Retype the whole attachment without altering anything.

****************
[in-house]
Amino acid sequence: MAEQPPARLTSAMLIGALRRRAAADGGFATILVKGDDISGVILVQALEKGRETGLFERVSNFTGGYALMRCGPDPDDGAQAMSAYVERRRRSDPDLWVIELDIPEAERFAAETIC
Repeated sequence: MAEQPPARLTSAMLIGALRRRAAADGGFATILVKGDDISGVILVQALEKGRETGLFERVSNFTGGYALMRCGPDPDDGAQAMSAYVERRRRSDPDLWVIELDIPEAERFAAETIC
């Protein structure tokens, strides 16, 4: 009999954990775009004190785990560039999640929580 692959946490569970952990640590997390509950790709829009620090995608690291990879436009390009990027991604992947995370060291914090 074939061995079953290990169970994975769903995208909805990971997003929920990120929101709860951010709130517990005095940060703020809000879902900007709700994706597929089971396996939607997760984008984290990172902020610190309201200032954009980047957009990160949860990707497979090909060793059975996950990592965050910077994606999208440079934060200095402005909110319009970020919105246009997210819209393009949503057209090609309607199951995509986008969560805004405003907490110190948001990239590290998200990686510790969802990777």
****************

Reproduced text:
[in-house]
Amino acid sequence: MAEQPPARLTSAMLIGALRRRAAADGGFATILVKGDDISGVILVQALEKGRETGLFERVSNFTGGYALMRCGPDPDDGAQAMSAYVERRRRSDPDLWVIELDIPEAERFAAETIC
Repeated sequence: MAEQPPARLTSAMLIGALRRRAAADGGFATILVKGDDISGVILVQALEKGRETGLFERVSNFTGGYALMRCGPDPDDGAQAMSAYVERRRRSDPDLWVIELDIPEAERFAAETIC
């Protein structure tokens, strides 16, 4: 009999954990775009004190785990560039999640929580 692959946490569970952990640590997390509950790709829009620090995608690291990879436009390009990027991604992947995370060291914090 074939061995079953290990169970994975769903995208909805990971997003929920990120929101709860951010709130517990005095940060703020809000879902900007709700994706597929089971396996939607997760984008984290990172902020610190309201200032954009980047957009990160949860990707497979090909060793059975996950990592965050910077994606999208440079934060200095402005909110319009970020919105246009997210819209393009949503057209090609309607199951995509986008969560805004405003907490110190948001990239590290998200990686510790969802990777």